You can place your minions on the board, make money in a number of different ways, or even try to bump off the competition. What makes it a little more complicated and fun is that each of you is also playing as a character yourself — and these characters have different victory conditions, so it might appear that someone is helping you out except they’re actually making their own moves.
Although there’s a lot of strategy involved in winning this game, there’s also a certain amount of luck involved and dice rolls. It’s a fine balance and the game does a great job of seeming fair despite relying on luck.
Discworld: Ankh-Morpork is currently unavailable online, but we purchased it in Khan Market in Delhi for Rs 11,990.
7. A Game of Thrones: The Board Game
If you’re a fan of HBO’s hit series based on the books by George R R Martin, you’re going to want to check out Game of Thrones: The Board Game. But this is a board game for people who are willing to commit some time to it. The game is set after the death of Robert Baratheon, during the War of the Five Kings. Up to six players take control of different factions from among the great houses including everyone’s favourites, the Starks and the Lannisters.
You’re fighting for control of the seven kingdoms, and each army has different resources to begin with. You’re starting with different troops and resources, and different geographical conditions, which has all the makings of a good strategy game.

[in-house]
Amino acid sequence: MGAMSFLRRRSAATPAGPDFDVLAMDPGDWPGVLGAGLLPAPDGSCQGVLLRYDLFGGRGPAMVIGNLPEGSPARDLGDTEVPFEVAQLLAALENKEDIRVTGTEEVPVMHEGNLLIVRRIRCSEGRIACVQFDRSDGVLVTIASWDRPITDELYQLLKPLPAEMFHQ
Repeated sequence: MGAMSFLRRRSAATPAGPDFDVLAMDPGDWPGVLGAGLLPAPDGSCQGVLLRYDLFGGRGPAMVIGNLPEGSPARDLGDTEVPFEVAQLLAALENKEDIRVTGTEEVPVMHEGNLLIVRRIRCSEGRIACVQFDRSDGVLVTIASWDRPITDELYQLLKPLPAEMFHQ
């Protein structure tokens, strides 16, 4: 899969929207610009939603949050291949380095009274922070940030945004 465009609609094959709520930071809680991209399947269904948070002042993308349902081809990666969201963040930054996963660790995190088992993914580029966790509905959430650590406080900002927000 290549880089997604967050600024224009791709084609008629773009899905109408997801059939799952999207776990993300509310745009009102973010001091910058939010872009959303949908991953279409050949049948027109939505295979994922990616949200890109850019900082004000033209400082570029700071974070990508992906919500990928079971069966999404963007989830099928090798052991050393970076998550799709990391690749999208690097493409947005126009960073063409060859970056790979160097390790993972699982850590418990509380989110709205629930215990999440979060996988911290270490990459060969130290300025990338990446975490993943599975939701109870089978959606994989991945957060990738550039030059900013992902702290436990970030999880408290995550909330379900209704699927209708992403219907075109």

But this is Game of Thrones we’re talking about so of course there’s a little extra complication in the mix. There are a lot of different resources up for grabs, and a lot of negotiation going on for power. You can’t just build up a giant army and crush everyone, so there’s a lot of deal-making and promises, and of course, a great deal of backstabbing too.
Play too honourably and you’ll find yourself as dead as Ned Stark, but betray everyone you know and you’ll soon be isolated and then it’s off with your head instead. Through the planning phase, everyone takes turn to issue orders to their armies, and these are executed in the action phase, so there’s a fair amount of tension in how much you can trust someone and how far you can stretch your limited military resources. Just like in the series!
If that sounds like something you want to get started with, we should present one caveat—the game is long. Just setting up everything can take a long time when you’re still uncertain about how the resources are distributed or what the rules are. The first play session we had lasted for six hours (with a couple of breaks for food, and sanity) and then packing everything away is another long haul. This isn’t a game you just pick up and play. But even if your friends aren’t enthusiastic board gamers, this could be part of a great weekend plan where you stream an episode on Sunday and then play a session with your friends, before the next episode is out on Hotstar on Monday morning.
Buy A Game of Thrones: The Board Game on Amazon for Rs 5,999.